KURNOOL/VIJAYAWADA: Amid fears over the spread of coronavirus, rumours of ghosts at a government quarantine centre at Kosigi village in Kurnool district are giving the 100-odd migrant workers lodged there sleepless nights. Fearing ghosts, and with officials unwilling to let them out, a 47-year-old migrant worker attempted suicide in the facility on Thursday.
The group of 113 migrant workers reached Kurnool from Thane in Maharashtra on May 18, and were taken to the government model school at Kosigi village. Over the past few days, rumours spread around the inmates at the centre that a ghost was on the prowl. Due to this, the inmates started gathering together at night.“We formed groups and stay up all night fearing that a ghost may arrive,” an inmate said, adding that they took up the matter with the officials concerned but got no response.
Some of them demanded that they be allowed to leave as their quarantine period had ended, but officials refused saying their test results are awaited. On Wednesday night, a 47-year-old, who was lodged in the centre with his wife, requested the officials to let him return to his hometown as he tested negative for coronavirus and completed the mandatory 14-day quarantine period. When the officials refused, he quarrelled with them.
On Thursday morning, he tried to hang himself from the window in his room using a cloth, but the other inmates noticed and rescued him. He was then taken to a hospital. “We are scared and unable to sleep, so we sit in groups at night and talk. No officials or staff spend the night here to take care of us,” he alleged.
Medical officer of the centre Dr N Keerthi Priya said the person who attempted suicide is stable and is at Adoni Government Hospital.
‘Psychiatrist at quarantine centres a must’
“His wife tested positive for coronavirus and has been sent to the Covid hospital. Though several migrants at the centre completed the 14-day quarantine period, we cannot let them our as their results are yet to arrive,” she said.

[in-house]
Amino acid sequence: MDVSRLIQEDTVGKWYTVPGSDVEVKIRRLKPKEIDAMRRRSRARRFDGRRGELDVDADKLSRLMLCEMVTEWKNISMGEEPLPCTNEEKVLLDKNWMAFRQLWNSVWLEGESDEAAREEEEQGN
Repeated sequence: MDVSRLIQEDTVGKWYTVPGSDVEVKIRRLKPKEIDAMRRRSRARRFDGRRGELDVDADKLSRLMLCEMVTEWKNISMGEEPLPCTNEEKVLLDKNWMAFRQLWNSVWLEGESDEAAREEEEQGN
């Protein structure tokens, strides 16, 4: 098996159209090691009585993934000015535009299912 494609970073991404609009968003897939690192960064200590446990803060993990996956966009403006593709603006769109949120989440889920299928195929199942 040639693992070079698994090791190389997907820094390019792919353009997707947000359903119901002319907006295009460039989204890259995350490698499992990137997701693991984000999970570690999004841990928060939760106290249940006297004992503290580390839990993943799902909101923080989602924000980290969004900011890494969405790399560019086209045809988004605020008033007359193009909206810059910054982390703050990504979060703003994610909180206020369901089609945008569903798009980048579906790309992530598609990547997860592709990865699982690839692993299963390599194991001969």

The attempt to commit suicide has brought to light the need for psychological assistance at quarantine centres. “Like Covid-19 hospitals, each quarantine centre also needs a psychiatrist on duty. Being aware of what is happening is different from experiencing it. We never know how a human brain will react to a situation, so it is necessary to have daily psychological check ups at quarantine centres,” said Dr Gopichand, head of the epidemiology department at the Vijayawada Government General Hospital.
However, district medical and health officer, psychiatry, (DMHP), Visakhapatnam, said, “Each district has psychiatrists deployed on a call basis. When there is a need, we get calls and send a psychiatrist at that specific centre. Each district’s DMHP looks after the centres and the psychological needs there. However, lack of specialists is a hindrance.
Being pre-occupied with providing services at Covid hospitals and newly-opened de-addiction centres, we cannot dedicate someone full-time at each centre. It is not logistically possible as we do not have that many clinical psychology graduates or professors or students.” Meanwhile, it has come to light that none of the quarantine centres has a full-time doctor deployed to extend emergency medical services.